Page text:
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Misuse and overuse of antibiotics in India

  • Category
    Public Health
  • Published
    24th Jan, 2019

The Union health ministry has banned 80 more Fixed-Dose Combination (FDC) drugs under the Drugs and Cosmetics Act, 1940 which include antibiotics painkillers, medicines used for treating fungal and bacterial infections, hypertension drugs like Telipril H and Loram H and anti-anxiety drug Resta (combination of Paracetamol+ Alprazolam). Total number of banned FDCs now stands at 405.

Issue

Context:

  • The Union health ministry has banned 80 more Fixed-Dose Combination (FDC) drugs under the Drugs and Cosmetics Act, 1940 which include antibiotics painkillers, medicines used for treating fungal and bacterial infections, hypertension drugs like Telipril H and Loram H and anti-anxiety drug Resta (combination of Paracetamol+ Alprazolam). Total number of banned FDCs now stands at 405.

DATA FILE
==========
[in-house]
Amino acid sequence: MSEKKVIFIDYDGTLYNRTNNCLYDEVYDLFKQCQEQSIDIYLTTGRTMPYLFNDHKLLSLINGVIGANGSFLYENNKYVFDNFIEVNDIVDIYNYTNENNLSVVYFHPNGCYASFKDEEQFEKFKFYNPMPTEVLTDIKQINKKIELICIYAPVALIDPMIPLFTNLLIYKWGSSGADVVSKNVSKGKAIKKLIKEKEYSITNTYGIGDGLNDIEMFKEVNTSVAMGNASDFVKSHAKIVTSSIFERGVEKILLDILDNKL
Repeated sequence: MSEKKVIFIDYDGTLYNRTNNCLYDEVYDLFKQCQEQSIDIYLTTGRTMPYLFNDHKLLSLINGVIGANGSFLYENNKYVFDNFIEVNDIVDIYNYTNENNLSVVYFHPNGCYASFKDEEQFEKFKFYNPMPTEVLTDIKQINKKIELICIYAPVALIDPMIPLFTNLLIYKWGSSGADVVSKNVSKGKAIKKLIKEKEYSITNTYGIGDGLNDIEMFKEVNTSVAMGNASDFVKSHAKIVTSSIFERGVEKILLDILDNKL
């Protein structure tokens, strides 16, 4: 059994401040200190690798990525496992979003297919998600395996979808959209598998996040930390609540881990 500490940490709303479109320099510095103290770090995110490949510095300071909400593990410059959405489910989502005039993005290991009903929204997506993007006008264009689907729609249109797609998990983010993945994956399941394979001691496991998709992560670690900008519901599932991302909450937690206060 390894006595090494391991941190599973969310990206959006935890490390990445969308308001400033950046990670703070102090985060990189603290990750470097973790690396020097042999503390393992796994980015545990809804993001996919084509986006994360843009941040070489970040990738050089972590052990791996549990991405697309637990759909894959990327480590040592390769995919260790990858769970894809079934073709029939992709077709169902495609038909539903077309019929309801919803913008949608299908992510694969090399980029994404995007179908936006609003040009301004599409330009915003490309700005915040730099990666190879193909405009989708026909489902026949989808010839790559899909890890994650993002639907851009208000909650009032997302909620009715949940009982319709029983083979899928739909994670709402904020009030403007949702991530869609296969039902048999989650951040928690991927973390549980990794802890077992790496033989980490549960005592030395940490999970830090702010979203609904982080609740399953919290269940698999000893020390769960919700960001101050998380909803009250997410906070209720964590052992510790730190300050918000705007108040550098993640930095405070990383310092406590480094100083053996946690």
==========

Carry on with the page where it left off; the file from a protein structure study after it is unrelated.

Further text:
• These drugs were banned on the recommendation of the Drugs Technical Advisory Board (which was accepted by Supreme Court), which examined the rationality and safety of these FDCs and suggested prohibition of some of them.

About

What is a FDC drug?

  • A FDC contains two or more drugs combined in a fixed ratio of doses, available as a single dose.
  • Logic behind FDC is to improve adherence, simplify therapy and to maximize benefit for the patient courtesy the added effects of the multiple medicinal products (FDC) given together.
  • FDCs are also of use in chronic conditions especially when multiple disorders often co-exist.

Background

What makes FDC so popular?

  • Instead of buying two, or more, separate medicines, a patient can buy just one FDC medicine to treat multiple illness symptoms, which typically reduces out of pocket expenditure (OOPE)